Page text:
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Should Muammar Qaddafi Join “The Elders”?

“The Elders” are a self-proclaimed group of self-proclaimed wise men and women, including former UN Secretary-General Kofi Annan, former U.S. President Jimmy Carter, former Irish President Mary Robinson, and South African Archbishop Desmond Tutu. While “The Elders” say they “offer their collective influence and experience to support peace building, help address major causes of human suffering and promote the shared interests of humanity,” they are better known for espousing moral equivalence and legitimizing terrorists.

While “The Elders” have jumped on the bandwagon to demand that Libyan dictator Muammar Qaddafi must step down, here’s a modest, tongue-in-cheek proposal: Why not invite him to join The Elders? After all, he’d fit right in. As the UN director for peacekeeping, Annan stepped aside to enable the Rwandan genocide to commence, so it’s debatable that conscience is a disqualifying factor. After rising to the secretary-generalship of the UN, Annan turned a blind eye to the oil-for-food program’s massive corruption—and, indeed, may have even participated in it, and so Qaddafi’s embezzlement shouldn’t be a disqualifying factor.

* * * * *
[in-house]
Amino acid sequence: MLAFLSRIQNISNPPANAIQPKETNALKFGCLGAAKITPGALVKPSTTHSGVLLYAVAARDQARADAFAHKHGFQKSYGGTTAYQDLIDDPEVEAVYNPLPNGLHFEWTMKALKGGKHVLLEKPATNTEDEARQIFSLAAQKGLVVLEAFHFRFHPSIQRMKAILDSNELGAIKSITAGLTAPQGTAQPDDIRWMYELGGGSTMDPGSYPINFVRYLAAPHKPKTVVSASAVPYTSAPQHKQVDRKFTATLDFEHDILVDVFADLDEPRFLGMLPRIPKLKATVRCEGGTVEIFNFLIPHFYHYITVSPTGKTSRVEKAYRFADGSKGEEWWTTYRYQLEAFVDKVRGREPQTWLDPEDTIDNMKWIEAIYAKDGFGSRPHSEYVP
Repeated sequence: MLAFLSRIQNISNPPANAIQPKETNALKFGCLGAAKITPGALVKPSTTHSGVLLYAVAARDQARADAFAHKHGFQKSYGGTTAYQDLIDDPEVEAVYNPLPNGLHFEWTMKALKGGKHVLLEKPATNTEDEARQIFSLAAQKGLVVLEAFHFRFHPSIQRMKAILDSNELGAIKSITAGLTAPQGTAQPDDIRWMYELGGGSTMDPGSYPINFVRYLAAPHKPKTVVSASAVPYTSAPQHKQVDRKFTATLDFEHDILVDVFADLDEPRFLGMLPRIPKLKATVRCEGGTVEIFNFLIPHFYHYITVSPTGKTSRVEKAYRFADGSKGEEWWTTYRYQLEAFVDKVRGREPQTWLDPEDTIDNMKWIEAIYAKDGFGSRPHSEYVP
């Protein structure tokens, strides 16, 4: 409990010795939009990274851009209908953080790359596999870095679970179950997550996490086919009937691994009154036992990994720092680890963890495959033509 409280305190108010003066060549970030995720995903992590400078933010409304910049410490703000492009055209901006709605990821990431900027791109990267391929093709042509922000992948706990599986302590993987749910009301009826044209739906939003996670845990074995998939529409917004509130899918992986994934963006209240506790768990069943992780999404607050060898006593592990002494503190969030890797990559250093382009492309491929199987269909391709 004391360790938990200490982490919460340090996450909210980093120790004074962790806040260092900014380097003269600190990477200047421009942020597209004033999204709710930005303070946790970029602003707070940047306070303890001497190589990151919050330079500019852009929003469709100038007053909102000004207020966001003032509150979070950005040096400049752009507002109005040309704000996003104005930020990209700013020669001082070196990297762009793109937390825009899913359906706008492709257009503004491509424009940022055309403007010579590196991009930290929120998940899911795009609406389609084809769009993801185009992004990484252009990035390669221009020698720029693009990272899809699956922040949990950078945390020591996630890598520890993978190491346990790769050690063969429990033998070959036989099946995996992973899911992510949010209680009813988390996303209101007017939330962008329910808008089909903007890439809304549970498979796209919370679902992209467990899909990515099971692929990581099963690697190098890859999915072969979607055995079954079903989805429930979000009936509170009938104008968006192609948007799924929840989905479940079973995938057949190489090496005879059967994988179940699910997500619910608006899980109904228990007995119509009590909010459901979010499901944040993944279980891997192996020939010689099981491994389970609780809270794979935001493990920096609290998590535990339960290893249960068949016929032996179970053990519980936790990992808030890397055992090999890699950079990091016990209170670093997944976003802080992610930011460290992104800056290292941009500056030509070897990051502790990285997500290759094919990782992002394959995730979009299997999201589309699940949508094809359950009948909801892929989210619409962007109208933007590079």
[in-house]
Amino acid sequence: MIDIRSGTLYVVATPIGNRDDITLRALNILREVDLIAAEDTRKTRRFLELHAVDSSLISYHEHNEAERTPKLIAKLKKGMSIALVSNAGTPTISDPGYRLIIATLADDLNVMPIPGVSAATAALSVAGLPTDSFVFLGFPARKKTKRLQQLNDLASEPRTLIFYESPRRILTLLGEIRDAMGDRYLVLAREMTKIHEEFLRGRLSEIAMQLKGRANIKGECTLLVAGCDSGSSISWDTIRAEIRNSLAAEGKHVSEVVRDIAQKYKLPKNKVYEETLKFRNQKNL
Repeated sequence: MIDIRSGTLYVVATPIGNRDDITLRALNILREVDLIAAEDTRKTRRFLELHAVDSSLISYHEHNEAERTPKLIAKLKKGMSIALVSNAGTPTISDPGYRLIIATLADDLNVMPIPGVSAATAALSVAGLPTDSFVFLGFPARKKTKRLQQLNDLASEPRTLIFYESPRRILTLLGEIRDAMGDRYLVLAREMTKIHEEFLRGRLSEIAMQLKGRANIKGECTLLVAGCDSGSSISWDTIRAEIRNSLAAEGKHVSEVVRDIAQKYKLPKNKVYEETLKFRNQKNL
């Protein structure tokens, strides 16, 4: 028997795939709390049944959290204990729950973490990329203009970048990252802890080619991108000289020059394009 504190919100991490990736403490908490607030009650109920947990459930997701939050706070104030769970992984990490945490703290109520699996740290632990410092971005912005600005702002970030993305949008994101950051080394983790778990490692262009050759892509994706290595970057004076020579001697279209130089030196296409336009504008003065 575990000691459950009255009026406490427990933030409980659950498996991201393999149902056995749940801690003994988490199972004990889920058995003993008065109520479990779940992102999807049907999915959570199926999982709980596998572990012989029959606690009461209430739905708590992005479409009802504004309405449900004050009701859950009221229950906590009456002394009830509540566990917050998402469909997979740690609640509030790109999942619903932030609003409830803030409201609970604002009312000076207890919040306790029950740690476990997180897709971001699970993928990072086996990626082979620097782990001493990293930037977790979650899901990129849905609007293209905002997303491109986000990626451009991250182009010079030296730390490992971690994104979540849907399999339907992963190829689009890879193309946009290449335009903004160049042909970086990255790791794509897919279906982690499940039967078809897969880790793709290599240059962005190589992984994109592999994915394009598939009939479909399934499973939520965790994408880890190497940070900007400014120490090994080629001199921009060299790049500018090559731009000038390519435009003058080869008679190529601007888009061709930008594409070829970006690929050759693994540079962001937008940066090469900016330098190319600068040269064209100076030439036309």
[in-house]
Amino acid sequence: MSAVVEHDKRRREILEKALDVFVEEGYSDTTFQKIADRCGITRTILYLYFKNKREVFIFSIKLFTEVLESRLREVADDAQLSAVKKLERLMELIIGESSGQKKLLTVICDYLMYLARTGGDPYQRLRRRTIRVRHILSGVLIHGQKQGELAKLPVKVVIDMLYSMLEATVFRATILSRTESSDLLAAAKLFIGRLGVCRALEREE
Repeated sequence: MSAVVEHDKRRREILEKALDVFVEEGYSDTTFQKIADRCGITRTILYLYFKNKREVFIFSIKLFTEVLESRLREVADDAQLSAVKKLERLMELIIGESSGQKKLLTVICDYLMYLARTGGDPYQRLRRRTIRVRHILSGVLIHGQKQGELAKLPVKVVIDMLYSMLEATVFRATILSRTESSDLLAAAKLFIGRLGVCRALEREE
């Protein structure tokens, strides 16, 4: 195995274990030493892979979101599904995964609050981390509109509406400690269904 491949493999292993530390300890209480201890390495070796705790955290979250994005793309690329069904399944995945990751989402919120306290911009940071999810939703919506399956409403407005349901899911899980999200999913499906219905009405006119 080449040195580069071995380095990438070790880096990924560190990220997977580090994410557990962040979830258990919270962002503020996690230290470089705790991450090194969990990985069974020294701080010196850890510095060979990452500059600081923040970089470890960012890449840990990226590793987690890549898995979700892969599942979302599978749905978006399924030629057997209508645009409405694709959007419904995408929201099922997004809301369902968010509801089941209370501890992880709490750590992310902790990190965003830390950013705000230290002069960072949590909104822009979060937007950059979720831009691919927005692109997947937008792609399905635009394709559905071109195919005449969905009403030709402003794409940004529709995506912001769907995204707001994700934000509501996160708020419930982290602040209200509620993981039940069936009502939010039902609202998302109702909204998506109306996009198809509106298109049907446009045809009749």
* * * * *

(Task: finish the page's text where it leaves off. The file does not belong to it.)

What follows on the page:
As for Mary Robinson, as the United Nations High Commissioner for Human Rights, she oversaw a decision to condone suicide bombings as a legitimate means of resistance, so certainly Qaddafi’s own embrace of terrorism won’t be an impediment. As President of the European Union, she turned a blind eye toward terrorism finance, so no problems there, either. And the anti-Semitic rhetoric spewed at Robinson’s Durban Conference really made Qaddafi look like an amateur hatemonger, so maybe Robinson can help him form an NGO and offer him private lessons in more sophisticated engines of hate.

It’s been more than 30 years since Jimmy Carter’s brother Billy lobbied for Qaddafi’s regime, so certainly President Carter can swap fond remembrances of his late brother with Muammar. While Carter feigned embarrassment at his brother’s antics, secret State Department cables published by the Washington Post reported on August 1, 1980, tell a different story. “There has been no negative fallout from Billy Carter’s visit,” the State Department reported, “In fact, on the local scene we would rate it a very positive event which has opened some doors for this embassy.” Regardless, Carter has seldom met a dictator he couldn’t embrace, so Qaddafi should not worry about the former American president’s veto.

As for Desmond Tutu: He has demanded the United States apologize for unseating Saddam, whose slaughter of innocents makes Qaddafi look like an amateur, so he certainly shouldn’t object to the mad colonel. Perhaps together they can commiserate about the pernicious influence of world Jewry.

Of course, any group arrogant and self-righteous enough to appoint themselves “The Elders “should be laughed off the world stage. I guess that’s another reason why Qaddafi would fit right in.



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